Arkansas' capital city pre-emptively broke up with Amazon Thursday rather than submit a long-shot bid for the e-commerce giant's second headquarters, telling the company in a full-page newspaper ad: "It's not you, it's us."
The Seattle-based tech giant set off a nationwide race for its business last month with a call for bids, and Little Rock Mayor Mark Stodola had said his city would pursue the project. But on Thursday, the Little Rock Regional Chamber of Commerce ran a full-page ad in the Washington Post — which is owned by Amazon CEO Jeff Bezos — explaining why it wasn't pursuing the project after all.
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The ad said the city didn't meet Amazon's requirement for on-site mass transit, but said residents can easily get to work "on foot, on a bike or just by a quick drive." Little Rock also couldn't meet other requirements cited by the company, including that the location be within 45 minutes of an international airport.
"Amazon, you've got so much going for you, and you'll find what you're looking for," the chamber said in its ad. "But it's just not us."
Cities across the U.S. and Canada are clamoring at the prospect of landing Amazon's second headquarters — and with it, investments topping $5 billion. Amazon says the project could create as many as 50,000 new full-time jobs. Thursday was the deadline for proposals to be submitted. Aside from incentives, cities touted factors such as the number of sunny days they have, while trying other approaches such as Birmingham, Alabama's use of giant replicas of Amazon's Dash Buttons to send one of more than 600 pre-generated tweets to the company.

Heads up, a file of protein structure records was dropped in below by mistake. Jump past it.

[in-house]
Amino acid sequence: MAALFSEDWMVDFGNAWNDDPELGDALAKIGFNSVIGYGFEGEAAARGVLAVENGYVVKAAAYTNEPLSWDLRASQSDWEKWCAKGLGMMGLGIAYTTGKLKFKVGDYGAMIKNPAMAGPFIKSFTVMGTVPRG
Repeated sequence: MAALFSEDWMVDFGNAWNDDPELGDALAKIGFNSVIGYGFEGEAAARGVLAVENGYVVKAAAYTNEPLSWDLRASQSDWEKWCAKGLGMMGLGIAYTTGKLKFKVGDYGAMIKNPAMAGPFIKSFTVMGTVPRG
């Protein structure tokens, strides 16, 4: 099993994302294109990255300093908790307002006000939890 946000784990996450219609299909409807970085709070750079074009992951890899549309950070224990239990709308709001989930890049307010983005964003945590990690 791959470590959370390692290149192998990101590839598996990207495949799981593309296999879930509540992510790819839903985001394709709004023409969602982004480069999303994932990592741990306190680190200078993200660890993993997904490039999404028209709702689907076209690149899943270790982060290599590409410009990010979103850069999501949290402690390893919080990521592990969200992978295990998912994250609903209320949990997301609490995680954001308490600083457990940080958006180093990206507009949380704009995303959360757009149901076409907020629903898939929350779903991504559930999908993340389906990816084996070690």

"We saw cities hocking their arms and all their economic development money in this," Stodola told reporters.
The Little Rock chamber did not say how much it paid for the ad or another gimmick — flying a banner over Amazon's Seattle headquarters. The city and the chamber launched a promotional campaign tied to the decision to not seek Amazon, dubbed "Love, Little Rock," that touts the city's amenities.
Little Rock isn't the only city to openly forgo a chance at Amazon's headquarters. San Antonio, Texas, told Bezos in an open letter earlier this month that "blindly giving away the farm isn't our style."
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